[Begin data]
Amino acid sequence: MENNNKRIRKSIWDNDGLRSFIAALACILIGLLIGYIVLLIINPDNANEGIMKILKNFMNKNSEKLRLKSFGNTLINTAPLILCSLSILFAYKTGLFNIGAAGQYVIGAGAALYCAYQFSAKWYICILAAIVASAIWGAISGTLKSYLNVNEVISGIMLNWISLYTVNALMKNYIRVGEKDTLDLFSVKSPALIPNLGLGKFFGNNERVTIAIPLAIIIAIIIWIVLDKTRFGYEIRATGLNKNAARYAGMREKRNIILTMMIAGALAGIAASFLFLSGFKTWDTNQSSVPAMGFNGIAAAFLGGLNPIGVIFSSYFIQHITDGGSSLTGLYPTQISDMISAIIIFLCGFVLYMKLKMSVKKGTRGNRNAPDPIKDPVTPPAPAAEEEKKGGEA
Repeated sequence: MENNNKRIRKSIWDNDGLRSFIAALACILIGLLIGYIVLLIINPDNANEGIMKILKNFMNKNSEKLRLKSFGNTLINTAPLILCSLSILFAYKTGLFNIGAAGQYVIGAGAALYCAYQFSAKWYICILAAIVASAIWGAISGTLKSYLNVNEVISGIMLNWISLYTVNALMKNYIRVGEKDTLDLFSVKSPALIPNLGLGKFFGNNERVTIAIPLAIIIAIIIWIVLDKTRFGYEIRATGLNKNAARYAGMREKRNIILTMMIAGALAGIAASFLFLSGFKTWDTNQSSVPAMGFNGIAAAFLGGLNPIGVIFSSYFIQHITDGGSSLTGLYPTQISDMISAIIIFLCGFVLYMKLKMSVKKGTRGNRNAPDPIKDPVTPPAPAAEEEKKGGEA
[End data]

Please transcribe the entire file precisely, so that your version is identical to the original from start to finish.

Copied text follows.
Amino acid sequence: MENNNKRIRKSIWDNDGLRSFIAALACILIGLLIGYIVLLIINPDNANEGIMKILKNFMNKNSEKLRLKSFGNTLINTAPLILCSLSILFAYKTGLFNIGAAGQYVIGAGAALYCAYQFSAKWYICILAAIVASAIWGAISGTLKSYLNVNEVISGIMLNWISLYTVNALMKNYIRVGEKDTLDLFSVKSPALIPNLGLGKFFGNNERVTIAIPLAIIIAIIIWIVLDKTRFGYEIRATGLNKNAARYAGMREKRNIILTMMIAGALAGIAASFLFLSGFKTWDTNQSSVPAMGFNGIAAAFLGGLNPIGVIFSSYFIQHITDGGSSLTGLYPTQISDMISAIIIFLCGFVLYMKLKMSVKKGTRGNRNAPDPIKDPVTPPAPAAEEEKKGGEA
Repeated sequence: MENNNKRIRKSIWDNDGLRSFIAALACILIGLLIGYIVLLIINPDNANEGIMKILKNFMNKNSEKLRLKSFGNTLINTAPLILCSLSILFAYKTGLFNIGAAGQYVIGAGAALYCAYQFSAKWYICILAAIVASAIWGAISGTLKSYLNVNEVISGIMLNWISLYTVNALMKNYIRVGEKDTLDLFSVKSPALIPNLGLGKFFGNNERVTIAIPLAIIIAIIIWIVLDKTRFGYEIRATGLNKNAARYAGMREKRNIILTMMIAGALAGIAASFLFLSGFKTWDTNQSSVPAMGFNGIAAAFLGGLNPIGVIFSSYFIQHITDGGSSLTGLYPTQISDMISAIIIFLCGFVLYMKLKMSVKKGTRGNRNAPDPIKDPVTPPAPAAEEEKKGGEA